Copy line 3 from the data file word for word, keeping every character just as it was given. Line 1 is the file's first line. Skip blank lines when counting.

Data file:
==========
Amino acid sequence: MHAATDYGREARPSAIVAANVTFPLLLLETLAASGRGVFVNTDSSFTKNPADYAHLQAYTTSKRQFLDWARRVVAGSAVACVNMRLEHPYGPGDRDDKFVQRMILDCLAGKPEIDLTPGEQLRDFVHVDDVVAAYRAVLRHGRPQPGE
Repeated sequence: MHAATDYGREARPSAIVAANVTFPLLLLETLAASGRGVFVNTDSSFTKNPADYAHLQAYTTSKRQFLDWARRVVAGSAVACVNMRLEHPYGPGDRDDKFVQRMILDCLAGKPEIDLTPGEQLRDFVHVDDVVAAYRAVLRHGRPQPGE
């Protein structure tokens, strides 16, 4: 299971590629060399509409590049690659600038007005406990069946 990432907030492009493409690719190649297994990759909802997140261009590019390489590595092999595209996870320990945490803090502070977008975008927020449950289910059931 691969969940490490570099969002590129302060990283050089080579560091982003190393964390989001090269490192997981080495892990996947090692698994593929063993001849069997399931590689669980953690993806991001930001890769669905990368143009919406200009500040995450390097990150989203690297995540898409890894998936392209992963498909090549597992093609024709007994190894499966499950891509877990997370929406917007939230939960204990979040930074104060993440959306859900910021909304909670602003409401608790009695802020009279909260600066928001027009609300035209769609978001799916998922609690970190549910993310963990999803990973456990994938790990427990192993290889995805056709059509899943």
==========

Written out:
């Protein structure tokens, strides 16, 4: 299971590629060399509409590049690659600038007005406990069946 990432907030492009493409690719190649297994990759909802997140261009590019390489590595092999595209996870320990945490803090502070977008975008927020449950289910059931 691969969940490490570099969002590129302060990283050089080579560091982003190393964390989001090269490192997981080495892990996947090692698994593929063993001849069997399931590689669980953690993806991001930001890769669905990368143009919406200009500040995450390097990150989203690297995540898409890894998936392209992963498909090549597992093609024709007994190894499966499950891509877990997370929406917007939230939960204990979040930074104060993440959306859900910021909304909670602003409401608790009695802020009279909260600066928001027009609300035209769609978001799916998922609690970190549910993310963990999803990973456990994938790990427990192993290889995805056709059509899943």